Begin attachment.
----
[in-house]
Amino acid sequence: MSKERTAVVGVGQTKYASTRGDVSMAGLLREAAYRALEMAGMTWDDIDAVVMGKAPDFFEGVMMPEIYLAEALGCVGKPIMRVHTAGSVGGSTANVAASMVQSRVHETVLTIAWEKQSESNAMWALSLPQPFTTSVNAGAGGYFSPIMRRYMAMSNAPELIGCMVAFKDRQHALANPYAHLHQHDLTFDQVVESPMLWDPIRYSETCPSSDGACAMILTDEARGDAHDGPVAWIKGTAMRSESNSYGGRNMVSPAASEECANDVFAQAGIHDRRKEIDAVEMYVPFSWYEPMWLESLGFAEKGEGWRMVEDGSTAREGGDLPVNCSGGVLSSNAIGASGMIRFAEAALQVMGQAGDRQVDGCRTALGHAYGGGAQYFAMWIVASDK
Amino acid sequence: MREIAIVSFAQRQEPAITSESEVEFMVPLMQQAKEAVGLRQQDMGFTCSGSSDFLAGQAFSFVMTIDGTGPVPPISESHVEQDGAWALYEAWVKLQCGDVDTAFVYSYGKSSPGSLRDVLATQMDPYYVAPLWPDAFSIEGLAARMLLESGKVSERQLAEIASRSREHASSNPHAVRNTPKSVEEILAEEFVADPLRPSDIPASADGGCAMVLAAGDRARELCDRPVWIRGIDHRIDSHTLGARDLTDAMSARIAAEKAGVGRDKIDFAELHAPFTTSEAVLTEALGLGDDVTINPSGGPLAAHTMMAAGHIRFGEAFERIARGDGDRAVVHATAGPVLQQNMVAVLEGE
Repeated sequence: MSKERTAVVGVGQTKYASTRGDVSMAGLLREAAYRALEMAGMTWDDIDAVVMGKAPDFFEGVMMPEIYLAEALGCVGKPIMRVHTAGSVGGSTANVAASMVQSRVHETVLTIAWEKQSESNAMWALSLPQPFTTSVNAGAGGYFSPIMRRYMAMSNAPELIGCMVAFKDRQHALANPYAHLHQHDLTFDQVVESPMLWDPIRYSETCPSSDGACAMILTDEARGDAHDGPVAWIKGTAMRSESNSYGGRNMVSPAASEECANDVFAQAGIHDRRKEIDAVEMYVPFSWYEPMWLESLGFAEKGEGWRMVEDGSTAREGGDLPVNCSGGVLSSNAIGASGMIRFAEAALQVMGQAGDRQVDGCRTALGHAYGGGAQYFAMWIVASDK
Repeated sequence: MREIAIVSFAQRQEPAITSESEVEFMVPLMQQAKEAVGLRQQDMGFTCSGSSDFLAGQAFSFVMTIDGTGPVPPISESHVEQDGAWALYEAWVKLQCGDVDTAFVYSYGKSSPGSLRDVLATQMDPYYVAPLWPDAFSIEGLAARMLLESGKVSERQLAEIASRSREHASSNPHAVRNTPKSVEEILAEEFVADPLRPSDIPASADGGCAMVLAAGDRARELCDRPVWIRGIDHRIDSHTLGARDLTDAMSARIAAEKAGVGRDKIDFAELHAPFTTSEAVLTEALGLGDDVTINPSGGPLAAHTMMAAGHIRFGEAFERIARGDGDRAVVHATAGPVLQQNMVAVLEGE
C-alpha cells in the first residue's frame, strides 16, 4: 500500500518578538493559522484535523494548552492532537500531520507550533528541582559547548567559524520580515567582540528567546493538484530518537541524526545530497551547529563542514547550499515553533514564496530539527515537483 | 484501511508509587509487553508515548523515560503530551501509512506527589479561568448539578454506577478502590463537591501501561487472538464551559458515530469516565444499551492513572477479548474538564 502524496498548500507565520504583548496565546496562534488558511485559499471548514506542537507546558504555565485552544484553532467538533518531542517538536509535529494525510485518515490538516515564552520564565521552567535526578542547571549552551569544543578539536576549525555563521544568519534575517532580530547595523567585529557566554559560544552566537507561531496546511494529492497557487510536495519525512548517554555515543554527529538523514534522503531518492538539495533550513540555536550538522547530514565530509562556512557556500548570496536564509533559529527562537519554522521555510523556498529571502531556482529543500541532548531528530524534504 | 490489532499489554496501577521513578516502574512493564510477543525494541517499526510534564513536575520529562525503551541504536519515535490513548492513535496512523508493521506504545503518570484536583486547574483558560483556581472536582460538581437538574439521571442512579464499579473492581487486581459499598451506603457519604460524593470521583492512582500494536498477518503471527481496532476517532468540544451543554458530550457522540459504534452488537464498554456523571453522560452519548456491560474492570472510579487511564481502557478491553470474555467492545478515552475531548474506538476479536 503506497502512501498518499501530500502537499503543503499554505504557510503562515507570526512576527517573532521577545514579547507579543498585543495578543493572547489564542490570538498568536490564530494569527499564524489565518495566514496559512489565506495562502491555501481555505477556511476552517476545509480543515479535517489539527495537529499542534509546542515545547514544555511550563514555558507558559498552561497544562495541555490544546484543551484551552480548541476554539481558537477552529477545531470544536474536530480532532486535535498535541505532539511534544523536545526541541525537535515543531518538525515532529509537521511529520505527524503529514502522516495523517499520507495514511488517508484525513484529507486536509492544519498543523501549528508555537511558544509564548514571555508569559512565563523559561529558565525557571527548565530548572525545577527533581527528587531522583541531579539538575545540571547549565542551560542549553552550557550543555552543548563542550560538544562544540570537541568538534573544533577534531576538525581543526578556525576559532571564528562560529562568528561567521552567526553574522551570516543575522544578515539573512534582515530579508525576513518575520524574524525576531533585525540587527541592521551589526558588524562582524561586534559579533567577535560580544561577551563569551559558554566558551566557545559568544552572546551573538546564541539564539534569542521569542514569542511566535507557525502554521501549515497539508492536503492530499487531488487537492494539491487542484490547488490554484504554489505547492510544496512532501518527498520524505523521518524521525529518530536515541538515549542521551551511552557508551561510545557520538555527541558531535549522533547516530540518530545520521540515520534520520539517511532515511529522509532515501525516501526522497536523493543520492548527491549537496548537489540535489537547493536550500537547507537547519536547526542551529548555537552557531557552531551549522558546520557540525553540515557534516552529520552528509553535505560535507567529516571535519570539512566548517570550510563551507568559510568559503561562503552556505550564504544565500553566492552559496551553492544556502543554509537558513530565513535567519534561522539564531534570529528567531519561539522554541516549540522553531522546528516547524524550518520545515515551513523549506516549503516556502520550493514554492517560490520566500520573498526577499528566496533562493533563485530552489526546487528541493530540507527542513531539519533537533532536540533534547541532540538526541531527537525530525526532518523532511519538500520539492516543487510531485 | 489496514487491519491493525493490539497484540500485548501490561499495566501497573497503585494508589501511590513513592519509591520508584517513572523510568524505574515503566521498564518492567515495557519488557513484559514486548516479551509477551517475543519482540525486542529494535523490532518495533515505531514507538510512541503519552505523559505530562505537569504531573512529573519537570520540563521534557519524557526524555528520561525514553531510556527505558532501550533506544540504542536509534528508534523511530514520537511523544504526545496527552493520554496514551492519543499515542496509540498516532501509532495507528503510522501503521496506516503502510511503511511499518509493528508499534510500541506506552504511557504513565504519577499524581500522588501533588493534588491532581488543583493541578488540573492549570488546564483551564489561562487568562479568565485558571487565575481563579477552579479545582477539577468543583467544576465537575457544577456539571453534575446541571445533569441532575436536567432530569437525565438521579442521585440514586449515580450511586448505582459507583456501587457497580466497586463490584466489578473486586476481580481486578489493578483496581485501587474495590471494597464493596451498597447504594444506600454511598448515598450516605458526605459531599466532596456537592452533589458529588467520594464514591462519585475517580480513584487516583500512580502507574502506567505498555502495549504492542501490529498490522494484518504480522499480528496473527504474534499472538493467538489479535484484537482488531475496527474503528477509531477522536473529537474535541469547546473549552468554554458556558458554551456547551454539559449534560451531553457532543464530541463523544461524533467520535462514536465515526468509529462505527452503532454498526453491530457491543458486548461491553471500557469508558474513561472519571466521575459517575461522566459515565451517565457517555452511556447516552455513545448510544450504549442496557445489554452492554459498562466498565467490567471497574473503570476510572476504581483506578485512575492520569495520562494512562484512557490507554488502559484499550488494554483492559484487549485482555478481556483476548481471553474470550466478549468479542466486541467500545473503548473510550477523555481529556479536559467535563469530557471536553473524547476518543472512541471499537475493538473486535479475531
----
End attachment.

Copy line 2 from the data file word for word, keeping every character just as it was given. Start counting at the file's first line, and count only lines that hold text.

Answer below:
Amino acid sequence: MSKERTAVVGVGQTKYASTRGDVSMAGLLREAAYRALEMAGMTWDDIDAVVMGKAPDFFEGVMMPEIYLAEALGCVGKPIMRVHTAGSVGGSTANVAASMVQSRVHETVLTIAWEKQSESNAMWALSLPQPFTTSVNAGAGGYFSPIMRRYMAMSNAPELIGCMVAFKDRQHALANPYAHLHQHDLTFDQVVESPMLWDPIRYSETCPSSDGACAMILTDEARGDAHDGPVAWIKGTAMRSESNSYGGRNMVSPAASEECANDVFAQAGIHDRRKEIDAVEMYVPFSWYEPMWLESLGFAEKGEGWRMVEDGSTAREGGDLPVNCSGGVLSSNAIGASGMIRFAEAALQVMGQAGDRQVDGCRTALGHAYGGGAQYFAMWIVASDK